‘ An old man who has but few years to live, and who during his past life has done nothing in violation of his duty and allegiance to his country, is lying in Fort Lafayette, arrested without warrant, imprisoned without trial, and now refused the opportunity to prove his innocence or even to allege his loyalty. With a damnable ingenuity the War Department contrives to outrage law in every conceivable way, and to trample daily upon some new rights of the citizen. The weak-headed men in Congress who strove to conceal the shame of the nation by arguing that the arbitrary arrests worked no great wrong because any State prisoner might get free by merely taking an oath of allegiance, now have not even that poor excuse. The War Department refuses to allow one of its prisoners to swear to his innocence or make oath of his allegiance.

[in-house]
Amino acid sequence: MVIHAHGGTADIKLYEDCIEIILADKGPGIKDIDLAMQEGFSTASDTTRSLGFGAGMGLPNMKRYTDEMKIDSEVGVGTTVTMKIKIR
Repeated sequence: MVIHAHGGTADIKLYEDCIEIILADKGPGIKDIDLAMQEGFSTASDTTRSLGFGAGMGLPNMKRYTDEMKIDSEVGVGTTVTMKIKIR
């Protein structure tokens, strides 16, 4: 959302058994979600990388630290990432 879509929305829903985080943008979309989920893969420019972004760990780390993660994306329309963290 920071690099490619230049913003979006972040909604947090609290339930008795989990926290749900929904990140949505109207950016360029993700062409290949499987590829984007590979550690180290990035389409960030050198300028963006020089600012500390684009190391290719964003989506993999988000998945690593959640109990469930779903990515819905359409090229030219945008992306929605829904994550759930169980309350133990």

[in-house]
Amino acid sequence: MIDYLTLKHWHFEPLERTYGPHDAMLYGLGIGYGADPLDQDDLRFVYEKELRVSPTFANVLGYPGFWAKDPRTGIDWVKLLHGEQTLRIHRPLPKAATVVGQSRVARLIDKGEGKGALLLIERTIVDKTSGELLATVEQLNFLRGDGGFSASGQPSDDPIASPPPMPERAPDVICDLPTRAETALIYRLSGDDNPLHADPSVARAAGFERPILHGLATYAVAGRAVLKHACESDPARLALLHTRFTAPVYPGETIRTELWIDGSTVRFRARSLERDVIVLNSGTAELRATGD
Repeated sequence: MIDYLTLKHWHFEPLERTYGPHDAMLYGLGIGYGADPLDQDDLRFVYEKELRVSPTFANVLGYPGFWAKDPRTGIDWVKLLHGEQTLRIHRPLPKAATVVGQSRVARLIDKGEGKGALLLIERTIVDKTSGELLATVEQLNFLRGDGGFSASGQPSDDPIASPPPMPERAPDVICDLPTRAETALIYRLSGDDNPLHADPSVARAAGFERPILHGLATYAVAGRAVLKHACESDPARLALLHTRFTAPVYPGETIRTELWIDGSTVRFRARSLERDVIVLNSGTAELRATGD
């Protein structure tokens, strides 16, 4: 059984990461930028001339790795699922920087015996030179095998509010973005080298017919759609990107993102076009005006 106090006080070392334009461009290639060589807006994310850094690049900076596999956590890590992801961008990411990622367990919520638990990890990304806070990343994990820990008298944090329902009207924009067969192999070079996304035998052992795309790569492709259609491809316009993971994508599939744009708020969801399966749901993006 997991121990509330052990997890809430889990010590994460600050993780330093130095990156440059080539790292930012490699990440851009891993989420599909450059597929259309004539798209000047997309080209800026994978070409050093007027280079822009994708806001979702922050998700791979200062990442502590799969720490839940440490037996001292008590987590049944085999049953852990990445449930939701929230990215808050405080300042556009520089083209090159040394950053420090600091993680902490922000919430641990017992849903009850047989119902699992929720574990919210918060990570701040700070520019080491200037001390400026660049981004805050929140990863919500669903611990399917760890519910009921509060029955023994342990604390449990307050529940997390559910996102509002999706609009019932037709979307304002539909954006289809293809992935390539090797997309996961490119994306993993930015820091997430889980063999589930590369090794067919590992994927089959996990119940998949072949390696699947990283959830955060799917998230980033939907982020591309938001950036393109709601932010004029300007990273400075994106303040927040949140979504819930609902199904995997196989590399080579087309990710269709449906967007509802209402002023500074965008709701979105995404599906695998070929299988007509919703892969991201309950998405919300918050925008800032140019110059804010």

The World, of the 18th, says there are rumors prevalent in Washington relative to a prospective change in the Cabinet, and some of them appear to come from reliable sources.

Lieut. Col. C. A. Hills, editor of the New Orleans Daily Era, has been placed under arrest for admitting into the columns of that paper an article reflecting upon the official character of the commanding General. T. G. Tracey, his assistant, was sent out of the department, and also the author of the seditious article — J. E. Noyes.